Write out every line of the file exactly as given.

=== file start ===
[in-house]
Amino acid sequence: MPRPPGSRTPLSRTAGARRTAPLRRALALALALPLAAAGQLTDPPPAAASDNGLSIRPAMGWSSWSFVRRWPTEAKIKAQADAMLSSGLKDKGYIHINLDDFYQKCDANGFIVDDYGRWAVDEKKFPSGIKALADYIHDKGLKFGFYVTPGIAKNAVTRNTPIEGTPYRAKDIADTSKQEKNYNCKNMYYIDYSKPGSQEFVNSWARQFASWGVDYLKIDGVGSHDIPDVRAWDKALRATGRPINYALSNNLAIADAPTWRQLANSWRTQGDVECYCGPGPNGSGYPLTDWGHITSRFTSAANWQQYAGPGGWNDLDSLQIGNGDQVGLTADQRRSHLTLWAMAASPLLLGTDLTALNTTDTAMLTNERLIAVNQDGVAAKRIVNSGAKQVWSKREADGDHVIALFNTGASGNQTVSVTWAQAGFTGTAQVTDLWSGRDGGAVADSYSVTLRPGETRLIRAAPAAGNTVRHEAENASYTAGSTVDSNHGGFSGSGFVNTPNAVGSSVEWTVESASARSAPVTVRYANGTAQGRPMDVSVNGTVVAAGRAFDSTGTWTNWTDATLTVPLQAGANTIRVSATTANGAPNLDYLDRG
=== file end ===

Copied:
[in-house]
Amino acid sequence: MPRPPGSRTPLSRTAGARRTAPLRRALALALALPLAAAGQLTDPPPAAASDNGLSIRPAMGWSSWSFVRRWPTEAKIKAQADAMLSSGLKDKGYIHINLDDFYQKCDANGFIVDDYGRWAVDEKKFPSGIKALADYIHDKGLKFGFYVTPGIAKNAVTRNTPIEGTPYRAKDIADTSKQEKNYNCKNMYYIDYSKPGSQEFVNSWARQFASWGVDYLKIDGVGSHDIPDVRAWDKALRATGRPINYALSNNLAIADAPTWRQLANSWRTQGDVECYCGPGPNGSGYPLTDWGHITSRFTSAANWQQYAGPGGWNDLDSLQIGNGDQVGLTADQRRSHLTLWAMAASPLLLGTDLTALNTTDTAMLTNERLIAVNQDGVAAKRIVNSGAKQVWSKREADGDHVIALFNTGASGNQTVSVTWAQAGFTGTAQVTDLWSGRDGGAVADSYSVTLRPGETRLIRAAPAAGNTVRHEAENASYTAGSTVDSNHGGFSGSGFVNTPNAVGSSVEWTVESASARSAPVTVRYANGTAQGRPMDVSVNGTVVAAGRAFDSTGTWTNWTDATLTVPLQAGANTIRVSATTANGAPNLDYLDRG